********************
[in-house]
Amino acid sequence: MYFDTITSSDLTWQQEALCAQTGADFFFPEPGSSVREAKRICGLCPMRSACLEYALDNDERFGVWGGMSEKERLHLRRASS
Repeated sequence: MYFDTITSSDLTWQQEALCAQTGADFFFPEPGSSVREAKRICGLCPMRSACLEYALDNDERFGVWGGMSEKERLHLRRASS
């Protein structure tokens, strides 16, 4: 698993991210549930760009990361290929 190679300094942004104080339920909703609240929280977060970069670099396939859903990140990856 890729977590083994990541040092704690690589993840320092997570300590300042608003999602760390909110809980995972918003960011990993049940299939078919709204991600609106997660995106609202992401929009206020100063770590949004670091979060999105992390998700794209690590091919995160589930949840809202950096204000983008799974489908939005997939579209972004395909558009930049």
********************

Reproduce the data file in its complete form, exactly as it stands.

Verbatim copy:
[in-house]
Amino acid sequence: MYFDTITSSDLTWQQEALCAQTGADFFFPEPGSSVREAKRICGLCPMRSACLEYALDNDERFGVWGGMSEKERLHLRRASS
Repeated sequence: MYFDTITSSDLTWQQEALCAQTGADFFFPEPGSSVREAKRICGLCPMRSACLEYALDNDERFGVWGGMSEKERLHLRRASS
């Protein structure tokens, strides 16, 4: 698993991210549930760009990361290929 190679300094942004104080339920909703609240929280977060970069670099396939859903990140990856 890729977590083994990541040092704690690589993840320092997570300590300042608003999602760390909110809980995972918003960011990993049940299939078919709204991600609106997660995106609202992401929009206020100063770590949004670091979060999105992390998700794209690590091919995160589930949840809202950096204000983008799974489908939005997939579209972004395909558009930049």